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Author Topic: WW2 in hindsight and the value of people?  (Read 1898 times)

Offline Europan Ocean

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WW2 in hindsight and the value of people?
« on: 16/02/2013 16:36:17 »
Old world reasoning would have us put honour before justice... see some people as worth more others... it was good that people were not hateful for example the WW2 English. The English were honourable and tried to be clean fighters, cool headed.

I am glad my nan and her husband never fought in the Axis power where they lived.

Looking at the Bismark sinking, should the RN done more to save the crew? Even risked themselves?

And the much more worked question, in benefit of hindsight, did the USA and Britain, need drop the bomb on Japan? We now know they would have lost many more US soldiers, but would still have won the war.
« Last Edit: 25/02/2013 07:17:00 by Europan Ocean »


 

Offline Don_1

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Re: WW2 in hindsight and the value of people?
« Reply #1 on: 20/02/2013 14:11:02 »
The cruiser Dorsetshire and destroyer Maori did pick up survivors from the stricken Bismarck, but broke off when a U-boat was sighted. The U=boat and fishing vessels picked up more survivors. It has been suggested that the U-boat should have come to Bismarck's aid earlier. Had the U-boat's commander been aware that other ships of the RN battle group were dangerously short of fuel, perhaps he would have.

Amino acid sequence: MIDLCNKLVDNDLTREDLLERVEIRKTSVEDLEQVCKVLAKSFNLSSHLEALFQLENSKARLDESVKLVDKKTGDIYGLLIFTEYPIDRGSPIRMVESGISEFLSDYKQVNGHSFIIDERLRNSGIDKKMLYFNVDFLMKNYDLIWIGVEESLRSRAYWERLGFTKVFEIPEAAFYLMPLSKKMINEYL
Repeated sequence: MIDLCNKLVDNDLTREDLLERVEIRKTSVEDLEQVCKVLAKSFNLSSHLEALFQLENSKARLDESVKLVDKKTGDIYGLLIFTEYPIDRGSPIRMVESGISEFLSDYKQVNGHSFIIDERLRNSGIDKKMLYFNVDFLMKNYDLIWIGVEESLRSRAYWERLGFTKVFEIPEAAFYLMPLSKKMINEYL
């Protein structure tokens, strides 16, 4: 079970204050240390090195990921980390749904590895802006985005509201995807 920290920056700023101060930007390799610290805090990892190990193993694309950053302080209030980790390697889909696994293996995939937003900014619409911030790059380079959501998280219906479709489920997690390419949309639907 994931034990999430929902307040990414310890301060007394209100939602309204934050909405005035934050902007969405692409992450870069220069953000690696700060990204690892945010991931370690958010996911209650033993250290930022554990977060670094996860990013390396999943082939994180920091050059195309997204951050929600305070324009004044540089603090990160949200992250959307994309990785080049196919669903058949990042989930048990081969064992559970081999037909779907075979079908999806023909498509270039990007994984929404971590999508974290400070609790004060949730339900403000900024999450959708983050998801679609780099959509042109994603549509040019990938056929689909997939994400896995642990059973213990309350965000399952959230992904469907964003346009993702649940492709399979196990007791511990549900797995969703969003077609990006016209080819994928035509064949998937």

As to the dropping of the bombs on Japan, Japan had vowed to fight to the last man. The bombs dropped on Hiroshima and Nagasaki actually saved not only American and British lives, they also saved Japan from obliteration.

Now, those 'hateful WW2 English' were entitled to be a tad peeved with Germany. In 1940 the Luftwaffe launched an all out attack on the RAF as a prelude to Operation Sea Lion, which was to be the invasion of Britain. Despite outnumbering the RAF, the Luftwaffe failed to gain the all important air superiority Germany needed for the invasion to begin. So attention was turned from bombing the RAF to bombing London, Coventry, Birmingham, Liverpool and other major cities. Some 43,000 civilians were killed and nearly 200,000 injured.

Another thing which would have rather upset Britain, had it not been covered up, was that after the 'Great Escape' from Stalagluft 3, most of the re-captured men were murdered. Shot in the back by SS officers.

Now, of course, it wasn't all one sided and it is only recently that the RAF's Bomber Command has received recognition for its part in the war effort, having been spurned for many years over the decision by Air Marshal Arthur Harris (aka Bomber Harris aka Butcher Harris) to bomb Dresden in February 1945 when the war was all but won.

By the end of the war France had lost over 200,000 military personnel and some 350,000 civilians.
Germany lost 5.5m military and perhaps as many as 3m civilians. Japan lost over 2m military and 1m civilian. Holland 17,000 military and nearly 300,000 civilian. The Soviet Union lost around 10m military and a staggering 14m civilians. The UK lost nearly 400,000 military and nearly 70,000 civilian, while the USA lost over 400,000 military, but only 1,700 civilian. ('ONLY'???)